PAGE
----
This is a terrible — and terribly obvious — pun, but Peter Mauro’s engaging and, yes, inspiring documentary about dwarfs attending the National Convention of the Little People of America is, well, too short. The annual gathering, founded in 1957, according to the instantly recognizable Billy Barty, serves as an event where those afflicted with dwarfism can meet, hang out and party with their peers. “4 Foot Ten” follows three such folks. There’s Marty from LA, attending his first such convention since this year’s event is conveniently right next door in Santa Monica. Chalk it up to beginner’s luck, but Marty is delighted to discover that he’s one of the tallest attendees…and even more delighted when he meets Mary Ann. Connie hangs out with her girlfriends in her room, gossiping and talking about boys, then wows everyone with her stylish appearance in the fashion show. Finally, there’s Brendan Jr., a charismatic youngster who’s also an extremely rare metatropic dwarf, and his patient father, Brendan, Sr.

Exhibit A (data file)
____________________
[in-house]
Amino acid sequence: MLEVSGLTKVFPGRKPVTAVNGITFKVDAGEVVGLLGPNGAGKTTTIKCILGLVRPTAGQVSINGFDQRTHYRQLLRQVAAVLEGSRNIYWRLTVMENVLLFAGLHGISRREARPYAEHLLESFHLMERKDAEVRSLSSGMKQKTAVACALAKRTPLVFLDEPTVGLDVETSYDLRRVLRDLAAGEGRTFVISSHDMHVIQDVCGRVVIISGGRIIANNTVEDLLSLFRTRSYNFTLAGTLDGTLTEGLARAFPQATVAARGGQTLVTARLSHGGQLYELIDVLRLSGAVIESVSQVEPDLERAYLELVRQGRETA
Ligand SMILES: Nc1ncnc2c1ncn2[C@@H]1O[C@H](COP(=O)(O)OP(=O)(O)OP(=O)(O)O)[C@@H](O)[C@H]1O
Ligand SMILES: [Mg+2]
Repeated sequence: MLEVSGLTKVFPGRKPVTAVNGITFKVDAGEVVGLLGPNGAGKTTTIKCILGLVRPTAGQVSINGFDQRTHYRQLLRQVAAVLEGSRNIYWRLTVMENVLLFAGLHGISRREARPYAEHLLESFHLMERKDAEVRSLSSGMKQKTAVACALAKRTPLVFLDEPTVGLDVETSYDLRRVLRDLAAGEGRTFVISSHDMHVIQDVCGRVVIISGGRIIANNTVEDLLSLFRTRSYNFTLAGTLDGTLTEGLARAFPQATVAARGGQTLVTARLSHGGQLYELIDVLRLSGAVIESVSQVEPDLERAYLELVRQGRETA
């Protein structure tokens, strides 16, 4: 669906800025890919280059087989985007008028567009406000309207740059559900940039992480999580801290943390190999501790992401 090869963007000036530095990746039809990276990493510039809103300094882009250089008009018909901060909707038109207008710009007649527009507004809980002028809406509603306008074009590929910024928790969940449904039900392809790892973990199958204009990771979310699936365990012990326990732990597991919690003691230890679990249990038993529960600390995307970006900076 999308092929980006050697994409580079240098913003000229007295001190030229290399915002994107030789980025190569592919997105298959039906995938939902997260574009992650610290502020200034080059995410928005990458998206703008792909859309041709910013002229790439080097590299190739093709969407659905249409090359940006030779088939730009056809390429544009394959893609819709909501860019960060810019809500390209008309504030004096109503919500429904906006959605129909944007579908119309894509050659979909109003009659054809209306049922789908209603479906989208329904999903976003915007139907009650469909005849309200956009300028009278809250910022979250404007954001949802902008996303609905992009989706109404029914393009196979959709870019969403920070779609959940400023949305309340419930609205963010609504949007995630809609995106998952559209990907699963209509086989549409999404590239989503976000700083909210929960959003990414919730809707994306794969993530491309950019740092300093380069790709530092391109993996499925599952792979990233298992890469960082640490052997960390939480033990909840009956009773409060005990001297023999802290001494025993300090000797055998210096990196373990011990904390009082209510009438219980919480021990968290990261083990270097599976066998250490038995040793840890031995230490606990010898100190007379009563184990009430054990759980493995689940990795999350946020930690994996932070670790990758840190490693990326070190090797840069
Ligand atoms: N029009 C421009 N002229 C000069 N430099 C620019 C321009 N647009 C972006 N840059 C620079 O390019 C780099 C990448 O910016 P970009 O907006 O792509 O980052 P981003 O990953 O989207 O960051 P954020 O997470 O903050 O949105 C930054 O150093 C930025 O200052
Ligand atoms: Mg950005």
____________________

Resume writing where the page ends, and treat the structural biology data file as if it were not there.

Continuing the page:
It’s hard to go wrong with a subject matter such as this one, if handled with sensitivity, compassion, intelligence and an absence of pity. Mauro displays all of these attributes and, as a result, the footage he has is very compelling. Unfortunately, it’s not very focused. Other than Marty relating his hesitations about attending prior conventions, a backdrop against which his burgeoning romance with Mary Ann can flourish, there’s no arc to the documentary. Instead, we only get a slice of these peoples’ lives during the convention. This isn’t bad, but a longer film that would allow the viewer more time to get to know these folks would have made for a far more compelling and complete film. More is not always better…but it would be in the case of “4 Foot Ten.”